• Most Likable Ads of '03 Had A Bit Of Laughter (USA Today)
    America's taste in advertising got real - and racy - when it came to their favorite ads in 2003. A look back at the results for the year of Ad Track, USA TODAY'S weekly consumer survey, showed humor again at the top of the charts for likability, though with some new themes.
  • Advertising at a Crossroads (New York Times)
    For the advertising industry, the first of many changes expected next year will descend as soon as Thursday.
  • Captive Audience for Advertising (New York Times)
    Say what you will about air travel, but an airplane is still that rare public place where you remain relatively insulated from barrages of advertising. Wait till next year, though. Airlines are gearing up to bring a lot more advertising to us in 2004 in the confines of our airplane seats.
  • News Corp. OK Could Lead To Price War (USA Today)
    News Corp. czar Rupert Murdoch is expected to ramp up the competitive fight for consumers' TV dollars, now that federal regulators have conditionally approved the company's purchase of a controlling stake in DirecTV.
  • The Media People To Watch In 2004 (CBS MarketWatch)
    In the year ahead, media industry stars will do deals, change jobs and make splashy headlines (not to mention, figure prominently in rumors and gossip galore). Here are some people worth watching in 2004.
  • Paris Outdraws the Prez (Washington Post)
    The Democrats should run Paris Hilton for president. She has already scored a major win over President Bush, on Tuesday night. Hilton's Fox reality series "The Simple Life" copped nearly 12 million viewers that night -- close to a million more than Bush's rare prime-time sit-down with ABC's Diane Sawyer.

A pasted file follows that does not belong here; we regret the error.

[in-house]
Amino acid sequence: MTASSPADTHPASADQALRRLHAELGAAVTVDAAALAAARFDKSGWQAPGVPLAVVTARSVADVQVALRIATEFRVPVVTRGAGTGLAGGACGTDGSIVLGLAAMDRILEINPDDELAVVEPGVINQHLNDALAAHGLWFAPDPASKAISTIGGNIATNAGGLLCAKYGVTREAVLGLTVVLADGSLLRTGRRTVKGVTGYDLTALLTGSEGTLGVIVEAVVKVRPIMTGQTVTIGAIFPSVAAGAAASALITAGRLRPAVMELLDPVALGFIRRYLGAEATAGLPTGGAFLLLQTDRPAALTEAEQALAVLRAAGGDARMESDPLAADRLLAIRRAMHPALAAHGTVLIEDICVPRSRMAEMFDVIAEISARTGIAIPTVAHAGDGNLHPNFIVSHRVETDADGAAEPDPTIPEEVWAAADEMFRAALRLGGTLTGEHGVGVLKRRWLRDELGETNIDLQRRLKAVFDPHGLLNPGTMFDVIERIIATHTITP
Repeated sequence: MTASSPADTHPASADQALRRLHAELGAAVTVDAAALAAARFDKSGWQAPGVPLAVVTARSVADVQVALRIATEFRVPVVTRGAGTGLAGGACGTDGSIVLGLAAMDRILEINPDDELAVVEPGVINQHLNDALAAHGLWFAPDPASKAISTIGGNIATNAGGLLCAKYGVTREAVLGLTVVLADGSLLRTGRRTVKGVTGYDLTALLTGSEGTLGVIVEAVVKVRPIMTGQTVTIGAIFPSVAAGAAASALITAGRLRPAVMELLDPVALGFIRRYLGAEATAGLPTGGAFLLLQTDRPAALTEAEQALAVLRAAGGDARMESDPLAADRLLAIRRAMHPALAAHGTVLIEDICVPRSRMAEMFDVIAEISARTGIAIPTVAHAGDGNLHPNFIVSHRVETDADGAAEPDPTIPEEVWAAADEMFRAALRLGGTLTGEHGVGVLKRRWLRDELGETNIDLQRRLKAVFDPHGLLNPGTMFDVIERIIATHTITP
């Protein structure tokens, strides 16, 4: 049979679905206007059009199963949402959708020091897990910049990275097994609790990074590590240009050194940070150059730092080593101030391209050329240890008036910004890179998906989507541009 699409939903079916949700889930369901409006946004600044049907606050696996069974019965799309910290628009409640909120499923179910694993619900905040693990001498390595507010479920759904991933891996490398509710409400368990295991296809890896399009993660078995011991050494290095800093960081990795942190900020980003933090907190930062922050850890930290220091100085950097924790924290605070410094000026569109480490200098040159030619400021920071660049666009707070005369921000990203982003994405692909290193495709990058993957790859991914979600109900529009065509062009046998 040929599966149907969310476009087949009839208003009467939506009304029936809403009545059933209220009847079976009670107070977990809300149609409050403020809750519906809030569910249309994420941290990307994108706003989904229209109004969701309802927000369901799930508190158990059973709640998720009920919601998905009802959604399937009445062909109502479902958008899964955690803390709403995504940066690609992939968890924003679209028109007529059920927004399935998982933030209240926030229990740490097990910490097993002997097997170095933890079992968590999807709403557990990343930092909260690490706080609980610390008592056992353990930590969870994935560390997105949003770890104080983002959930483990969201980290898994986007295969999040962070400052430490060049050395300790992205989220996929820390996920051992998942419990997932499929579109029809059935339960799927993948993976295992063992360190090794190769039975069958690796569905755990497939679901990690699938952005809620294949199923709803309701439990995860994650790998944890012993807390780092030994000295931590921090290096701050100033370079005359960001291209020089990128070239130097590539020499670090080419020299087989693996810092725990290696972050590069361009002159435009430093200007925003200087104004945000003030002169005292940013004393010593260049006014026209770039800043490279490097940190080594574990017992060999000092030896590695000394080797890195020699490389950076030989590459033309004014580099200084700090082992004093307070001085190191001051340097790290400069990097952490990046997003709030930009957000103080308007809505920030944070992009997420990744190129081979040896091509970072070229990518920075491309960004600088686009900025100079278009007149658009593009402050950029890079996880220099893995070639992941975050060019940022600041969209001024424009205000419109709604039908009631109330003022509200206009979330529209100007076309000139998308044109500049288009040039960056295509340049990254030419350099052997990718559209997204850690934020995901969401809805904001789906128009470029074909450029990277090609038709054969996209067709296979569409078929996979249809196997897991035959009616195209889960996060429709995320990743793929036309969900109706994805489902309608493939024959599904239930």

• TV Execs Go Gaga Over Gaming (Wired News)
    Television networks are trying a new tactic to convince game-addicted young people, particularly males, to spend more time in front of the tube.
  • We've Got To Ask: What Were They Thinking? (USA Today)
    Here are 10 of the season's worst ideas, and the shows they spawned.
  • It's Not Just Fellows Who Are Missing (Broadcasting & Cable)
    Television executives have almost tired of analyzing the defection of young male viewers from broadcast television. Now, though, programming executives face a more pressing issue: finding programming that young viewers-both men and women-will tune in for.
  • Marketers See Good Things in New Year (BtoB)
    With an ad recovery finally under way, b-to-b marketers are welcoming 2004 as a year in which they can work with slightly larger marketing budgets and continue to build relationships with customers, investors and business partners. What follows are the top 10 marketing trends to look for in the new year, based on comments from top marketing, agency and industry executives interviewed in recent weeks by BtoB.
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